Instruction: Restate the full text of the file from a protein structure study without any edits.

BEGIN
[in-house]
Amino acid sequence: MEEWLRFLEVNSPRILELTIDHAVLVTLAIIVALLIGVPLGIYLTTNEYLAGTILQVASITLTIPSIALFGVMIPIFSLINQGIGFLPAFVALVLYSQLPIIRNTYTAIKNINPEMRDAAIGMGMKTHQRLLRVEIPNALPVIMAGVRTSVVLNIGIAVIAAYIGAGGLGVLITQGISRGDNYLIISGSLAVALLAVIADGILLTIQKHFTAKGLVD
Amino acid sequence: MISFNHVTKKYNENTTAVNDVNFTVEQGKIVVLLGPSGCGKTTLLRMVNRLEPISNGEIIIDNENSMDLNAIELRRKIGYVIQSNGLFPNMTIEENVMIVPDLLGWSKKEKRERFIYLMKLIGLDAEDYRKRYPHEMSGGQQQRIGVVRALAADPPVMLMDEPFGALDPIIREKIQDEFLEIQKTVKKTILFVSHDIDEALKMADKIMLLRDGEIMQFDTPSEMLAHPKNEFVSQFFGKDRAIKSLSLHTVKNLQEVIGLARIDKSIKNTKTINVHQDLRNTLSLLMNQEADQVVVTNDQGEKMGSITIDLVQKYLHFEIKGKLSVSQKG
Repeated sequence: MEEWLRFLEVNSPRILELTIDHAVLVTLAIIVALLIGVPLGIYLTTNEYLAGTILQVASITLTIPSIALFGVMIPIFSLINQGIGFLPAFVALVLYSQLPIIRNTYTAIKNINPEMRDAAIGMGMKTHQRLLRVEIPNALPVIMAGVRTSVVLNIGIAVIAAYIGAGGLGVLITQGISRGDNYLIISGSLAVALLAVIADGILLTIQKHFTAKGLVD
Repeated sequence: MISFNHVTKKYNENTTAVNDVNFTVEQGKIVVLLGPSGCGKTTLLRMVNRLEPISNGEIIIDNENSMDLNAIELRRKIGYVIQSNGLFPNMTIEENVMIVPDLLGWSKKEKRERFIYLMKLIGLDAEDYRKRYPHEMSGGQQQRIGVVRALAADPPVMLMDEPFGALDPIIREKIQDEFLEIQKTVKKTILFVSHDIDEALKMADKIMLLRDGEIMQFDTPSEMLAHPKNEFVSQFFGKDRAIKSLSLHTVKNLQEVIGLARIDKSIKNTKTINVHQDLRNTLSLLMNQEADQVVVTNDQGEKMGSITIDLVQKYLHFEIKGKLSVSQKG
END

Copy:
[in-house]
Amino acid sequence: MEEWLRFLEVNSPRILELTIDHAVLVTLAIIVALLIGVPLGIYLTTNEYLAGTILQVASITLTIPSIALFGVMIPIFSLINQGIGFLPAFVALVLYSQLPIIRNTYTAIKNINPEMRDAAIGMGMKTHQRLLRVEIPNALPVIMAGVRTSVVLNIGIAVIAAYIGAGGLGVLITQGISRGDNYLIISGSLAVALLAVIADGILLTIQKHFTAKGLVD
Amino acid sequence: MISFNHVTKKYNENTTAVNDVNFTVEQGKIVVLLGPSGCGKTTLLRMVNRLEPISNGEIIIDNENSMDLNAIELRRKIGYVIQSNGLFPNMTIEENVMIVPDLLGWSKKEKRERFIYLMKLIGLDAEDYRKRYPHEMSGGQQQRIGVVRALAADPPVMLMDEPFGALDPIIREKIQDEFLEIQKTVKKTILFVSHDIDEALKMADKIMLLRDGEIMQFDTPSEMLAHPKNEFVSQFFGKDRAIKSLSLHTVKNLQEVIGLARIDKSIKNTKTINVHQDLRNTLSLLMNQEADQVVVTNDQGEKMGSITIDLVQKYLHFEIKGKLSVSQKG
Repeated sequence: MEEWLRFLEVNSPRILELTIDHAVLVTLAIIVALLIGVPLGIYLTTNEYLAGTILQVASITLTIPSIALFGVMIPIFSLINQGIGFLPAFVALVLYSQLPIIRNTYTAIKNINPEMRDAAIGMGMKTHQRLLRVEIPNALPVIMAGVRTSVVLNIGIAVIAAYIGAGGLGVLITQGISRGDNYLIISGSLAVALLAVIADGILLTIQKHFTAKGLVD
Repeated sequence: MISFNHVTKKYNENTTAVNDVNFTVEQGKIVVLLGPSGCGKTTLLRMVNRLEPISNGEIIIDNENSMDLNAIELRRKIGYVIQSNGLFPNMTIEENVMIVPDLLGWSKKEKRERFIYLMKLIGLDAEDYRKRYPHEMSGGQQQRIGVVRALAADPPVMLMDEPFGALDPIIREKIQDEFLEIQKTVKKTILFVSHDIDEALKMADKIMLLRDGEIMQFDTPSEMLAHPKNEFVSQFFGKDRAIKSLSLHTVKNLQEVIGLARIDKSIKNTKTINVHQDLRNTLSLLMNQEADQVVVTNDQGEKMGSITIDLVQKYLHFEIKGKLSVSQKG